Usually you’re in one camp and that’s it, but Bailey has always somehow managed to be in a few at the same time. Currently, he has close ties with such notable labels as Renegade Hardware, No U Turn and Metalheadz! It’s not as if he has been networking deliberately. He’s at a loss to explain why he seems to be the exception to the ‘one-camp’ rule, simply saying that he just keeps getting introduced to people who want him to play for them, who then introduce him to more people and so on.
He has never wanted or tried to be a ‘big’ DJ either – it was initially a hobby and things have just happened gradually to where he is today. If one thing has spurred him on to climb the ladder it’s hearing complacent DJs abusing their position: “People riding off their names, just being lazy and doing shit mixing, that annoys me. That’s probably another reason that pushed me to try and become a bit of a bigger DJ, to give the people some music. Some people take the piss – taking the money and running. I sometimes wonder if I’m going to be like that a few years down the line, I really hope not.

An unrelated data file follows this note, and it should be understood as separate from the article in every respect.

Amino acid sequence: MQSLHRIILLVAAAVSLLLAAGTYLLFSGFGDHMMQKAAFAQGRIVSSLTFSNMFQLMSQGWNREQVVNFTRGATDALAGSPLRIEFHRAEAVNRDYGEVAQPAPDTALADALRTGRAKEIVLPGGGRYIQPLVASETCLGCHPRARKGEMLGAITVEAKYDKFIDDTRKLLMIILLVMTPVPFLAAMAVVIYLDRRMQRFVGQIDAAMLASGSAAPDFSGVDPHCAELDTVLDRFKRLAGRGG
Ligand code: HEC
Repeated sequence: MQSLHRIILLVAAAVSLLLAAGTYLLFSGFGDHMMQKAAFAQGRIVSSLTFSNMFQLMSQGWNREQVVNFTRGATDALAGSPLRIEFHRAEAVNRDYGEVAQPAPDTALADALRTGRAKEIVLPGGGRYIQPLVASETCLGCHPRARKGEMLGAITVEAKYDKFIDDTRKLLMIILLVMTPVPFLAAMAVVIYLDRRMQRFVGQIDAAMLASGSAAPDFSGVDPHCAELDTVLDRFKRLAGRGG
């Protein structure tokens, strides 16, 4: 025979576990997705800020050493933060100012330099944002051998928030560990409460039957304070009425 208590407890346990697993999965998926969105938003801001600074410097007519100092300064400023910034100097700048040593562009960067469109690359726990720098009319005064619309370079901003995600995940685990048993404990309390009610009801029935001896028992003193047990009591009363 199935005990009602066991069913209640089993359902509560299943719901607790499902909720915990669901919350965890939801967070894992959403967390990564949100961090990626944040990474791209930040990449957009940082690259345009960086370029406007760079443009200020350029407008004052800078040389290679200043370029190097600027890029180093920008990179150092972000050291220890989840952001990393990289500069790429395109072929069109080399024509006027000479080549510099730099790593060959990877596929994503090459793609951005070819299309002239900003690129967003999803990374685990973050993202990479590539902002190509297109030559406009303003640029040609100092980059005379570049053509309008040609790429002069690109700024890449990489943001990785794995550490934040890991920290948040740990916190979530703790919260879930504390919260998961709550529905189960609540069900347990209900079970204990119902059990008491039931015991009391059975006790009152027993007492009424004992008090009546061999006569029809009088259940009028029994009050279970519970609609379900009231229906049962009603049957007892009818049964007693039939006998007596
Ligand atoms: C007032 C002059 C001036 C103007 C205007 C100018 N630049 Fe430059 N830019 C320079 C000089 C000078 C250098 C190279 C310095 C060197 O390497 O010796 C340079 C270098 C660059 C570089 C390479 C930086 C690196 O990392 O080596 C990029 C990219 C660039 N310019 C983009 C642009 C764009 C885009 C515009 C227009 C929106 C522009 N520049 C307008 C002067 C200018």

“You’ve got to have friendly rivalry to keep you on your toes. Where does Grooverider look to for friendly rivalry? He’s done really well, but I still wouldn’t want to be in his position, he’s too high up that ladder. It’s like the story of the tortoise and the hare – I don’t want to be the one who runs to the top and then has problems trying to maintain it. I’d rather be somewhere in the middle than at the top, then you don’t have all that pressure.”